Extreme Haunted House Comes With $20,000 Prize and 45 Page Waiver


By Jimmy He, Staff Writer

McKamey Manor, the widely controversial haunted house in Summertown, Tennessee, subjects patrons to up to 10 hours of physical and mental torture, requiring participants to sign a 45-page waiver in order to enter.

The extreme “torture house” attraction was originally founded in San Diego by Russ McKamey. McKamey, formerly serving 23 years in the navy, does not seek money from his visitors, only accepting payments in dog food for his dogs and the local animal shelter.

Each patron of the haunted house is required to sign a waiver before entering, as well as getting a background check and a note from a doctor stating that he or she is mentally and physically fit. The waiver gives McKamey Manor employees the right to physically and mentally torture patrons, including the possibility of having teeth pulled out, fingernails removed, and getting accidental tattoos.

“I would go to a different haunted house,” commented Senior Justin Reicher after hearing about the waiver, “I personally like my teeth and would not want them pulled out.”

One common approach the haunt takes to psychologically torture participants is through hypnosis, which can be used to give participants hallucinations and panic attacks. Such forms of torture often leave visitors mentally scarred.

While the haunted experience does not end unless the participant is severely injured, patrons are allowed to create a safe word then when used, would end the experience immediately.

McKamey Manor is already facing extreme backlash from the public, being called a “torture chamber under disguise” as patrons recount the terrifying experiences they underwent in the attraction.

The manor cannot be legally prosecuted because all participants are required to sign the 45 paged waiver before entering. However, a petition started on Change.org to shut down the extreme haunted house, already gaining over 77,000 signatures as of October 31st.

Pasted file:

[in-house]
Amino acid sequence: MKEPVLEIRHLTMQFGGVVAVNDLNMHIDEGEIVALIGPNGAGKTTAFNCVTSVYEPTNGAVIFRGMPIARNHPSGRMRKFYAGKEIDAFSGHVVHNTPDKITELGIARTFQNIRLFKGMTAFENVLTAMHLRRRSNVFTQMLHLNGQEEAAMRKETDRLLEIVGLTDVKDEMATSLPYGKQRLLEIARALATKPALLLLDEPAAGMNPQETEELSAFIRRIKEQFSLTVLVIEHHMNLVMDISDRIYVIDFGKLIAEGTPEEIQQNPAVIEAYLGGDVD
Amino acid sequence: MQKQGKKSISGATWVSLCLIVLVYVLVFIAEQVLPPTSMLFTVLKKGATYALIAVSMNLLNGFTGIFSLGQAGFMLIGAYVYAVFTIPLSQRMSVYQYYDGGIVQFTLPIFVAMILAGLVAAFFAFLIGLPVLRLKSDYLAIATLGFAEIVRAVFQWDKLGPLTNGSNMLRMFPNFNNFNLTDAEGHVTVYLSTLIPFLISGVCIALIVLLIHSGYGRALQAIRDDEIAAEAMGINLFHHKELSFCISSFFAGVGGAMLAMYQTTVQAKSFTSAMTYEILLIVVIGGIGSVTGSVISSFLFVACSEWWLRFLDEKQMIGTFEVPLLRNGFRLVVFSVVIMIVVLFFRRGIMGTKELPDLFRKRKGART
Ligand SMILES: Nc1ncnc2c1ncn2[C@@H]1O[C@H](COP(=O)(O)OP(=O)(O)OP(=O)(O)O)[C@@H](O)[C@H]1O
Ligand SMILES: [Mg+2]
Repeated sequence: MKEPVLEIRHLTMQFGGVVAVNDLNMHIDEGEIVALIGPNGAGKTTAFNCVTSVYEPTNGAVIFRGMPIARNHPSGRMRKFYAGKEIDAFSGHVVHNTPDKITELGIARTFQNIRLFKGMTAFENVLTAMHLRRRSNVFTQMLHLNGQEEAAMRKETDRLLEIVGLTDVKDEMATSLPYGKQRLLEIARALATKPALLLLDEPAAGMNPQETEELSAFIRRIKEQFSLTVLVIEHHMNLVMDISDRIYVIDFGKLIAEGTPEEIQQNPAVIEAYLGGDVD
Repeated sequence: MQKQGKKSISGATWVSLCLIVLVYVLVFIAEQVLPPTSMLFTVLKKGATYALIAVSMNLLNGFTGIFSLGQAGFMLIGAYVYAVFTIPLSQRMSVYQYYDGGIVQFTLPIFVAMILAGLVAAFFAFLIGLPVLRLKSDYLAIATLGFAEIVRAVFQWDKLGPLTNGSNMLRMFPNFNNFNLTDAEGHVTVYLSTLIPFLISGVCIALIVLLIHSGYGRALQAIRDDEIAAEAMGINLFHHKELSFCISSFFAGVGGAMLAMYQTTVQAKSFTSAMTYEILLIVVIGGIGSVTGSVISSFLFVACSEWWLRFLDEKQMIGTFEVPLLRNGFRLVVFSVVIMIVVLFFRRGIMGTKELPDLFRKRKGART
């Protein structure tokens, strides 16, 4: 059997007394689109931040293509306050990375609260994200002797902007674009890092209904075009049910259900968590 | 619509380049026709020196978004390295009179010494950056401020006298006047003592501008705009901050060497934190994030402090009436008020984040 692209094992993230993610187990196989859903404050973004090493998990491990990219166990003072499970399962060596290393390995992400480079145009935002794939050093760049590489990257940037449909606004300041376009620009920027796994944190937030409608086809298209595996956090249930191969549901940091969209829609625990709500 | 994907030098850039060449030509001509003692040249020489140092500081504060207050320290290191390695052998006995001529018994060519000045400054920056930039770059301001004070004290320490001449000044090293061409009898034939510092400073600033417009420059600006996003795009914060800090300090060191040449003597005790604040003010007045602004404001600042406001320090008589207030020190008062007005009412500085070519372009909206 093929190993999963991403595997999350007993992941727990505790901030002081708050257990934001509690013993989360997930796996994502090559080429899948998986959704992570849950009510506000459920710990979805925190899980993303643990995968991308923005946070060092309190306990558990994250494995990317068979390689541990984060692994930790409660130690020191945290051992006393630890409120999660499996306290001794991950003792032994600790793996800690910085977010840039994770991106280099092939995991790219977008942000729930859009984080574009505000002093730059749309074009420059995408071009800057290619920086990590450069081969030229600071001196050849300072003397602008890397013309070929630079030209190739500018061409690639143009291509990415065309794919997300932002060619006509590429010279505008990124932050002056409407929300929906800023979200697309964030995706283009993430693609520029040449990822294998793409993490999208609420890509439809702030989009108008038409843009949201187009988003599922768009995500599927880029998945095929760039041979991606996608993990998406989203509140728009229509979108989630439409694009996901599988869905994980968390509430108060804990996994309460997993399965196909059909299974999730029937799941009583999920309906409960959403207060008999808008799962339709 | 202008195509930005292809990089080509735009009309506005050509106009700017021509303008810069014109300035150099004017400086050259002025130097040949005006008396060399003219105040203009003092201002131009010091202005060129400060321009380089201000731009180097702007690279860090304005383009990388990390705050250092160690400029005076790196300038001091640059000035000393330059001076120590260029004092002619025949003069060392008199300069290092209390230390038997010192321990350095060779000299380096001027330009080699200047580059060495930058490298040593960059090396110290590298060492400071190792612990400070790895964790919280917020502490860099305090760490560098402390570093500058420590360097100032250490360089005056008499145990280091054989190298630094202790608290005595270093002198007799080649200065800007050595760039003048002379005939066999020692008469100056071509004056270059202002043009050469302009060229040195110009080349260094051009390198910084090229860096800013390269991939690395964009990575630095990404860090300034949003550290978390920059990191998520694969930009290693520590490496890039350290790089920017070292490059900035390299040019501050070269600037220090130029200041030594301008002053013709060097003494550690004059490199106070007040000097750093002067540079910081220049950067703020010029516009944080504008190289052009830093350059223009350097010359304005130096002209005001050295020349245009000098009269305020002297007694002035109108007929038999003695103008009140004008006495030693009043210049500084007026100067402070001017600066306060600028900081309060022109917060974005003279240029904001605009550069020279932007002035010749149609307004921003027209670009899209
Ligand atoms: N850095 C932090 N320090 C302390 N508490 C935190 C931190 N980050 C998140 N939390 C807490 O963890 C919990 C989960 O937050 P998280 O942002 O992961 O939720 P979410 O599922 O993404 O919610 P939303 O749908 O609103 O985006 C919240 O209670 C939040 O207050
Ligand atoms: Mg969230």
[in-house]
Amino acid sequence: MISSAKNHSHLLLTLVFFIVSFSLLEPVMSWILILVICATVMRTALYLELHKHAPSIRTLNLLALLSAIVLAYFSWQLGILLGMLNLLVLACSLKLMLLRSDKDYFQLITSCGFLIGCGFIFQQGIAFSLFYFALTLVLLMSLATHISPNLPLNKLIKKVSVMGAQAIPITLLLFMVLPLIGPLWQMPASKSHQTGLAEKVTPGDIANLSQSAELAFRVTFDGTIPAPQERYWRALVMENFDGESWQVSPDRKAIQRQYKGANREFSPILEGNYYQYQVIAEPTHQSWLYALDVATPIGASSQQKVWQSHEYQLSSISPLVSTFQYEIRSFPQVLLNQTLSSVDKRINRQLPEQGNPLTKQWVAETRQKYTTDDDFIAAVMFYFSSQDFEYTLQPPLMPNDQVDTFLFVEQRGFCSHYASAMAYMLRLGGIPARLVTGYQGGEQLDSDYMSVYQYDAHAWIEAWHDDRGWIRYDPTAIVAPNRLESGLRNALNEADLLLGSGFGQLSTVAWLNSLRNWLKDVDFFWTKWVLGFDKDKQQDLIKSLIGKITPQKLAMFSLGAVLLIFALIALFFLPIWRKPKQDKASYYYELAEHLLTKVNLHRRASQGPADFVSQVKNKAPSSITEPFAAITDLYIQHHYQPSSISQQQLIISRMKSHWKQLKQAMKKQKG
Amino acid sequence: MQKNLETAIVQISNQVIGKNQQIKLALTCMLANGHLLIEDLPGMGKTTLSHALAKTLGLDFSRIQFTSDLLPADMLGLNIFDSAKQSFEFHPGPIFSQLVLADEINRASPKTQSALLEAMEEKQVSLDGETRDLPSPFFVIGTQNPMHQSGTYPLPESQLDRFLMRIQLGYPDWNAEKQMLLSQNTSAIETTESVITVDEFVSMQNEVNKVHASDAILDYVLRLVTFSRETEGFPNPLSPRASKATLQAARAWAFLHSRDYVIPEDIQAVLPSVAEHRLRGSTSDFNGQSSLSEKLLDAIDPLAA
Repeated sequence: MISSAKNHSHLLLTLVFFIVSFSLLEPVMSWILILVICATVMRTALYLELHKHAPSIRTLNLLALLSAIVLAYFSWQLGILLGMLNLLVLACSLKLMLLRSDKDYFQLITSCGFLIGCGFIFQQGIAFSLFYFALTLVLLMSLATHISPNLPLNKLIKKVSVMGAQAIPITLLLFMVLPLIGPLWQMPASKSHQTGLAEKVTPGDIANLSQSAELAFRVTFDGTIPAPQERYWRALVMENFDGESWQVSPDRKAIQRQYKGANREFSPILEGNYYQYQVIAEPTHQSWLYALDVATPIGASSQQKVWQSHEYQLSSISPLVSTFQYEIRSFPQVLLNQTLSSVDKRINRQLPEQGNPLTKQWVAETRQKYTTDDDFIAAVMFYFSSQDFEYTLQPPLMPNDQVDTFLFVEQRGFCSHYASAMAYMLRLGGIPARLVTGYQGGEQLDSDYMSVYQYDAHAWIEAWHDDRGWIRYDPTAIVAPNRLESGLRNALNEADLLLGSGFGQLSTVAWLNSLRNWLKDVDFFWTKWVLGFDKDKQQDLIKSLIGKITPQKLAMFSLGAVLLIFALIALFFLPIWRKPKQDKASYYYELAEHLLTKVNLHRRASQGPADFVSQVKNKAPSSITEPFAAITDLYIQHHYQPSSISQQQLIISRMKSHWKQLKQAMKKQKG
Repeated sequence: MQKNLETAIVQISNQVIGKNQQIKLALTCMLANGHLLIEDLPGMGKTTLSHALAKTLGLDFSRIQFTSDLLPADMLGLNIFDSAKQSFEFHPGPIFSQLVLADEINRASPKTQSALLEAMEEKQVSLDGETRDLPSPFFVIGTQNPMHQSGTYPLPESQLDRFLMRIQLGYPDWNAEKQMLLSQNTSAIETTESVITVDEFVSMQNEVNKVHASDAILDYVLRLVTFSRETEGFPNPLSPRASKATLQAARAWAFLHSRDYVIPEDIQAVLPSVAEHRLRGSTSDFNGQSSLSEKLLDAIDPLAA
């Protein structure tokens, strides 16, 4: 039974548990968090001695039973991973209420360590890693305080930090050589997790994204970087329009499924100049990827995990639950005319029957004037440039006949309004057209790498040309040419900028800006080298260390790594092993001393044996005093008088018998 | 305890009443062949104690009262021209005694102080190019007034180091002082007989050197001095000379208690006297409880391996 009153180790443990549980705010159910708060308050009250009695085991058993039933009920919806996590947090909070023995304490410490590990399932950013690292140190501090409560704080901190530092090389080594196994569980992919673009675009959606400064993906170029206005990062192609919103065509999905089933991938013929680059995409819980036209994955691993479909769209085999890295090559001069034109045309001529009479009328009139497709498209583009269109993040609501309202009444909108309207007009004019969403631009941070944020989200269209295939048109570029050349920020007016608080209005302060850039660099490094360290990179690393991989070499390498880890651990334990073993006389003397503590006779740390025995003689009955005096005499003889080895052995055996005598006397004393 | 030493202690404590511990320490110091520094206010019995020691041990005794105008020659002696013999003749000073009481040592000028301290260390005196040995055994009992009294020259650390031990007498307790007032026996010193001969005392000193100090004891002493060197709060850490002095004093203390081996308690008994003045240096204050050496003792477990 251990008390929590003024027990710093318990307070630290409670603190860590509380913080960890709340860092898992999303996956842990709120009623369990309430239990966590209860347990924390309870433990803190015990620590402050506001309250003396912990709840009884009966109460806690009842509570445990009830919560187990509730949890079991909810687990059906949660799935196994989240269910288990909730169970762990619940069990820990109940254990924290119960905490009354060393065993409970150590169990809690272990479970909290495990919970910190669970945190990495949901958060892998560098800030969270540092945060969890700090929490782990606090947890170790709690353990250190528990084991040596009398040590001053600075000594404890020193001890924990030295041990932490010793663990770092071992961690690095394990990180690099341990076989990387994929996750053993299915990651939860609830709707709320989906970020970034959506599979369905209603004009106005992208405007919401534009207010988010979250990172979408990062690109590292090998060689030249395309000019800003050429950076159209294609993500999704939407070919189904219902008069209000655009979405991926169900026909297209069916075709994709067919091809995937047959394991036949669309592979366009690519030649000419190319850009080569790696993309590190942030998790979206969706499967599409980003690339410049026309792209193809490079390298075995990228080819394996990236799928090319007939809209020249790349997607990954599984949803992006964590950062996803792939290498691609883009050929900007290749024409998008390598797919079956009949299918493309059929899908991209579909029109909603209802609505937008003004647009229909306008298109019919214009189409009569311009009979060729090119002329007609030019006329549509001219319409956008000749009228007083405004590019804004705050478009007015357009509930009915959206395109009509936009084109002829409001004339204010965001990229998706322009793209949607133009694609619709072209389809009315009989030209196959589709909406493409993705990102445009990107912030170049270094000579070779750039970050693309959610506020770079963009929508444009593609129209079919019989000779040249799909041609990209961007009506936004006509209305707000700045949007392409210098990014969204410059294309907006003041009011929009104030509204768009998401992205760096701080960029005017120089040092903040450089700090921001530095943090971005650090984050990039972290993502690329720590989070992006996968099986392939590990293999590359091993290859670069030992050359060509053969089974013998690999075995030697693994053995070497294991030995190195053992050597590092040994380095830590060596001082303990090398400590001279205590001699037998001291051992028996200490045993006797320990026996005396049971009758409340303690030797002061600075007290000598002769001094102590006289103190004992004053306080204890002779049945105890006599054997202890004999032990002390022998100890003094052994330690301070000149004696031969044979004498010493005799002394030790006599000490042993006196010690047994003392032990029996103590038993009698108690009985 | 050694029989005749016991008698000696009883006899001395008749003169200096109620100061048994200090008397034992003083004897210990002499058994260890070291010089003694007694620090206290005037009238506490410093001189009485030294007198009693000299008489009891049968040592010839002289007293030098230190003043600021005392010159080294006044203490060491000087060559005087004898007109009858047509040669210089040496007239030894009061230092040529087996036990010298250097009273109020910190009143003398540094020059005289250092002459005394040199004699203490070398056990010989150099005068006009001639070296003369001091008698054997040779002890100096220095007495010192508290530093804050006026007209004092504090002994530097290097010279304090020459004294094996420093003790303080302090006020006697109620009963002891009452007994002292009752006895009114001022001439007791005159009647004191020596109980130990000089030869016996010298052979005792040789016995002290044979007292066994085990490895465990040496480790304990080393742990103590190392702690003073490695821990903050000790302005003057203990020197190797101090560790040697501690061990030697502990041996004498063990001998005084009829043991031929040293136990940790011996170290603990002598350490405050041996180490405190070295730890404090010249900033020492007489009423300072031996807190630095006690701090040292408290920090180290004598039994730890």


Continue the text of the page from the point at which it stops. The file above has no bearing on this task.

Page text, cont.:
However, there are also repeat patrons who find the experience trilling, returning to McKamey Manor to try to beat their record time.

Brandon Vance, an army veteran, says that he turned to McKamey Manor seeking extreme thrills.

“I don’t get that adrenaline rush from jumping out a plane anymore,” Vance commented, “It’s not the same as when you’re sitting in a Humvee, locked and loaded, you’ve said your last prayer and go outside the wire — it’s very hard to replicate that. With McKamey Manor, that’s the closest I’ve ever come. I get to experience that feeling again — it’s almost euphoric.”

In the sixteen years McKamey Manor has been open, no one has been able to endure the full experience and claim the $20,000 price that comes with completing the haunted house.

We interviewed some Wayne Hills seniors on whether or not they would take part in McKamey Manor and their thought on the controversial attraction.

“I would not do something like that because it sounds crazy,” said Adriana Osella, “I don’t see why people would like to be tortured. I don’t see the joy in it.”

“I think that’s ridiculous,” commented Maya Kachroo, “I would never for any amount of money sign up for that. I don’t like haunted house, to begin with, so like out there pulling out teeth, I would never do it and can’t understand why anyone would. They should shut it down.”

McKamey Manor has been featured on multiple Netflix documentaries, including Dark Tourist and NetFlix: Art Of The Scare. The haunted house, whether an illegal torture house or a location for extreme thrill-seekers, has turned eyes from all directions on the controversial horror attraction.